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VOLUME 23 , ISSUE S4 ( December, 2019 ) > List of Articles

INVITED ARTICLE

Antiepileptic Overdose

Shakuntala Murty

Keywords : Antiepileptics, Extracorporeal removal, Poisoning, Toxicology

Citation Information : Murty S. Antiepileptic Overdose. Indian J Crit Care Med 2019; 23 (S4):0-0.

DOI: 10.5005/jp-journals-10071-23301

License: CC BY-NC 4.0

Published Online: 01-12-2019

Copyright Statement:  Copyright © 2019; Jaypee Brothers Medical Publishers (P) Ltd.


Abstract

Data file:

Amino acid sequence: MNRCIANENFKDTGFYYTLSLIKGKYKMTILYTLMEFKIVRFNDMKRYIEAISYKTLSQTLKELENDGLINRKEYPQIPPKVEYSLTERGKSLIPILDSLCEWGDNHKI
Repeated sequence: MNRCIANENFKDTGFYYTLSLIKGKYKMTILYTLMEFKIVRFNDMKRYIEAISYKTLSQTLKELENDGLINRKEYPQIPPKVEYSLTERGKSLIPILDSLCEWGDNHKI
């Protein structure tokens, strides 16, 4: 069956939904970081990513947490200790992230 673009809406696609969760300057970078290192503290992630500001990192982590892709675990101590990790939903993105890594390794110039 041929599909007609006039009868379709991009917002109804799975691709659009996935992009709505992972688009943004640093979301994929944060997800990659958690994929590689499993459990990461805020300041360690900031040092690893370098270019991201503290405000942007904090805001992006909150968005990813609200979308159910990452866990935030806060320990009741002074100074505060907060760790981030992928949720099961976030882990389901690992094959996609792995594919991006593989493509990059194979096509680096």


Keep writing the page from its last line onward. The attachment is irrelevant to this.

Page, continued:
Antiepileptics include various groups of drugs that have different mechanisms of actions and adverse effects. They are often also used to treat other disorders such as psychosis, chronic pain, and migraine. The most common drugs implicated in overdose include phenytoin, sodium valproate, carbamazepine, and phenobarbital. Common signs of toxicity of these drugs are central nervous system manifestations such as altered sensorium, lethargy, ataxia, and nystagmus. Some ingestions can paradoxically precipitate seizures and even status epilepticus. Sodium valproate can cause hyperammonemic encephalopathy and cerebral edema. Carbamazepine is implicated in cardiac arrhythmias and hyponatremia. Phenobarbital causes sedation, respiratory depression, and hypotension. In suspected overdose, apart from the routine laboratory tests, serum levels of the drug should be sent. Serial levels should be measured, as drug toxicity can be prolonged. Treatment of all these overdoses begins with stabilization of airway, breathing, and circulation, and endotracheal intubation being performed to protect the airway in patients with altered mental status. For decontamination, a single dose of activated charcoal should be given. Multidose of activated charcoal may be useful in phenytoin, carbamazepine, and phenobarbital overdose. Naloxone and carnitine are indicated in valproate overdose. Carbamazepine overdose can cause a widened QRS complex and arrhythmias, which can be treated with sodium bicarbonate. Forced alkaline diuresis is no longer advocated for phenobarbital poisoning. The Extracorporeal Treatments in Poisoning (EXTRIP) workgroup have formulated guidelines for extracorporeal removal of all these drugs. In most cases, hemodialysis is preferred. Other modalities include charcoal hemoperfusion (especially for carbamazepine) or continuous venovenous hemodialysis. Patients who ingest long-acting preparations should be monitored for longer periods.


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